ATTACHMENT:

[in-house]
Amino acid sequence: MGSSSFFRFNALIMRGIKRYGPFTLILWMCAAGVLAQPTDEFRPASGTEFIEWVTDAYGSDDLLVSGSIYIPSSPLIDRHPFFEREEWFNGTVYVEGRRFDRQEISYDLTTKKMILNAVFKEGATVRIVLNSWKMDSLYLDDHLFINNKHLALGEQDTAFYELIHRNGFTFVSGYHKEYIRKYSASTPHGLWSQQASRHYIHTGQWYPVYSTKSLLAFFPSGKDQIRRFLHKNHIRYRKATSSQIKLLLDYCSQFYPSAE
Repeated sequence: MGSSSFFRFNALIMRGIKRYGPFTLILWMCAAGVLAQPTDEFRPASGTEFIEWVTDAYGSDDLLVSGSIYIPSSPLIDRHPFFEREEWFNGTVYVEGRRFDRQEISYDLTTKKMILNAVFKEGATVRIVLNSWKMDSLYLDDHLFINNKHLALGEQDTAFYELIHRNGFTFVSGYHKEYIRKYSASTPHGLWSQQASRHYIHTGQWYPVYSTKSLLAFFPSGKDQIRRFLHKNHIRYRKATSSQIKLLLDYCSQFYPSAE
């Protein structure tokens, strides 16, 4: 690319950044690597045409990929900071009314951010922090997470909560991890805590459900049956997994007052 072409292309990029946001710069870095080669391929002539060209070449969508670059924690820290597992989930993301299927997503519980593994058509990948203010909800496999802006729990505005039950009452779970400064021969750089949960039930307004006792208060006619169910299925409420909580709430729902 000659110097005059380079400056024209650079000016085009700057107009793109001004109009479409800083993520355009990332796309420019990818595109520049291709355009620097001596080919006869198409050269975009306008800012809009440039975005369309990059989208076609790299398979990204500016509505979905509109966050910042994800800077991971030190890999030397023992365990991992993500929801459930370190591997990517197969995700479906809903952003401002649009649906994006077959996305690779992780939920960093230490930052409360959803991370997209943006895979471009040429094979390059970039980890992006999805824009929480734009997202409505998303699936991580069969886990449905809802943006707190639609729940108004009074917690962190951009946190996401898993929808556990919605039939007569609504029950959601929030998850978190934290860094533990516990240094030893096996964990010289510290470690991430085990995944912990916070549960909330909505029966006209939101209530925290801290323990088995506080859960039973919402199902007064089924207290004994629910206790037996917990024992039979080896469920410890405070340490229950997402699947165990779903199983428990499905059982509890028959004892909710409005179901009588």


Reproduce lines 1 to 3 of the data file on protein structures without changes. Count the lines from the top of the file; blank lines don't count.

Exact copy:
[in-house]
Amino acid sequence: MGSSSFFRFNALIMRGIKRYGPFTLILWMCAAGVLAQPTDEFRPASGTEFIEWVTDAYGSDDLLVSGSIYIPSSPLIDRHPFFEREEWFNGTVYVEGRRFDRQEISYDLTTKKMILNAVFKEGATVRIVLNSWKMDSLYLDDHLFINNKHLALGEQDTAFYELIHRNGFTFVSGYHKEYIRKYSASTPHGLWSQQASRHYIHTGQWYPVYSTKSLLAFFPSGKDQIRRFLHKNHIRYRKATSSQIKLLLDYCSQFYPSAE
Repeated sequence: MGSSSFFRFNALIMRGIKRYGPFTLILWMCAAGVLAQPTDEFRPASGTEFIEWVTDAYGSDDLLVSGSIYIPSSPLIDRHPFFEREEWFNGTVYVEGRRFDRQEISYDLTTKKMILNAVFKEGATVRIVLNSWKMDSLYLDDHLFINNKHLALGEQDTAFYELIHRNGFTFVSGYHKEYIRKYSASTPHGLWSQQASRHYIHTGQWYPVYSTKSLLAFFPSGKDQIRRFLHKNHIRYRKATSSQIKLLLDYCSQFYPSAE